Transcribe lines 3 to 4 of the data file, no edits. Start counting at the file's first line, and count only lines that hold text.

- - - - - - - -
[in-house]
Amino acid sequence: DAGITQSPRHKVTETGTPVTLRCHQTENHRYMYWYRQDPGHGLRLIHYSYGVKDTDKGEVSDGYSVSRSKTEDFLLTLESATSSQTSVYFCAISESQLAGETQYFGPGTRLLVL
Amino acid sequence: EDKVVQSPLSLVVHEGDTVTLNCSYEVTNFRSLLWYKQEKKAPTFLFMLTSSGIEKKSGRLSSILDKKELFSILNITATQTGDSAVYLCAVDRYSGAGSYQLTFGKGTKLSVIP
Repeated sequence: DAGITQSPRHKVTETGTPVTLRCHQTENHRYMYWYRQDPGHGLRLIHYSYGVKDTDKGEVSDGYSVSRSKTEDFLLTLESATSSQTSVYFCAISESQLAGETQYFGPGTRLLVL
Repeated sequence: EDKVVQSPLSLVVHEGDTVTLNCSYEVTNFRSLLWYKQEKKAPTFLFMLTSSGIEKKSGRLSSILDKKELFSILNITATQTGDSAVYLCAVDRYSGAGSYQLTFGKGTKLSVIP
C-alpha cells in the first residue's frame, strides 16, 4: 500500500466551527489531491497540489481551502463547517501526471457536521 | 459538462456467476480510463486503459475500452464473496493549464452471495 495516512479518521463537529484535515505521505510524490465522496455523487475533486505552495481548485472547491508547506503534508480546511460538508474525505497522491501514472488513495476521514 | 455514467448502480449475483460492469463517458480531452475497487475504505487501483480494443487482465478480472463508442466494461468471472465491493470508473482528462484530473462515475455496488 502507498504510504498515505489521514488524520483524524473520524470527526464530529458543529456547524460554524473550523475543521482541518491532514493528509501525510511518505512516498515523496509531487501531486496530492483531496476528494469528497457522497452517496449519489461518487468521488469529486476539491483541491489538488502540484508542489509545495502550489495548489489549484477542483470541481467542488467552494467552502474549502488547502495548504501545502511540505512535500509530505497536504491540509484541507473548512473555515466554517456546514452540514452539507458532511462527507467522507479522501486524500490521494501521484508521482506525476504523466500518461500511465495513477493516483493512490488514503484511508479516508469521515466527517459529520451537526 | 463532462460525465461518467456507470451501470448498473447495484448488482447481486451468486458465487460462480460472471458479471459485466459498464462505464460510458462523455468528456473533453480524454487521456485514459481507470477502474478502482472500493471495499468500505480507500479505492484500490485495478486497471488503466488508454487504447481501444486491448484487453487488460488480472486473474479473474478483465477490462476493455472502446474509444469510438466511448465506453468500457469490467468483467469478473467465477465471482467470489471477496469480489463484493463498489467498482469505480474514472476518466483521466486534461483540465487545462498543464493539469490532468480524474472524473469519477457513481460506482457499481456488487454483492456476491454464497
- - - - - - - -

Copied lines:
Amino acid sequence: EDKVVQSPLSLVVHEGDTVTLNCSYEVTNFRSLLWYKQEKKAPTFLFMLTSSGIEKKSGRLSSILDKKELFSILNITATQTGDSAVYLCAVDRYSGAGSYQLTFGKGTKLSVIP
Repeated sequence: DAGITQSPRHKVTETGTPVTLRCHQTENHRYMYWYRQDPGHGLRLIHYSYGVKDTDKGEVSDGYSVSRSKTEDFLLTLESATSSQTSVYFCAISESQLAGETQYFGPGTRLLVL